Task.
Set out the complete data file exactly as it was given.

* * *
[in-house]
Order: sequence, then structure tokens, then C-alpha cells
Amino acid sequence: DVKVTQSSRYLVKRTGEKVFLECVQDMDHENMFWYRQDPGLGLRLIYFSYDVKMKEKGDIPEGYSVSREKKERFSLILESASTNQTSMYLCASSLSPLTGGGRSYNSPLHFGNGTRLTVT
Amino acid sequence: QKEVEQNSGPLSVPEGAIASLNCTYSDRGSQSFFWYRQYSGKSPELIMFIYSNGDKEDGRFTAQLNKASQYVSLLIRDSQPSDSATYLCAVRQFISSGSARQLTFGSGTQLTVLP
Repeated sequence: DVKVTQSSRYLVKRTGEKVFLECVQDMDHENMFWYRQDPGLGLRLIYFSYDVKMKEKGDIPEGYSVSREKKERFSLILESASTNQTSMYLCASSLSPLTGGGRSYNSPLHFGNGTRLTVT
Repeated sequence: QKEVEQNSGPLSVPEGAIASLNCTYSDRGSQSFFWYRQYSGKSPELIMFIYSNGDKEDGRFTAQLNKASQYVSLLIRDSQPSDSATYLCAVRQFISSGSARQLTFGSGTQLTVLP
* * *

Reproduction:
[in-house]
Order: sequence, then structure tokens, then C-alpha cells
Amino acid sequence: DVKVTQSSRYLVKRTGEKVFLECVQDMDHENMFWYRQDPGLGLRLIYFSYDVKMKEKGDIPEGYSVSREKKERFSLILESASTNQTSMYLCASSLSPLTGGGRSYNSPLHFGNGTRLTVT
Amino acid sequence: QKEVEQNSGPLSVPEGAIASLNCTYSDRGSQSFFWYRQYSGKSPELIMFIYSNGDKEDGRFTAQLNKASQYVSLLIRDSQPSDSATYLCAVRQFISSGSARQLTFGSGTQLTVLP
Repeated sequence: DVKVTQSSRYLVKRTGEKVFLECVQDMDHENMFWYRQDPGLGLRLIYFSYDVKMKEKGDIPEGYSVSREKKERFSLILESASTNQTSMYLCASSLSPLTGGGRSYNSPLHFGNGTRLTVT
Repeated sequence: QKEVEQNSGPLSVPEGAIASLNCTYSDRGSQSFFWYRQYSGKSPELIMFIYSNGDKEDGRFTAQLNKASQYVSLLIRDSQPSDSATYLCAVRQFISSGSARQLTFGSGTQLTVLP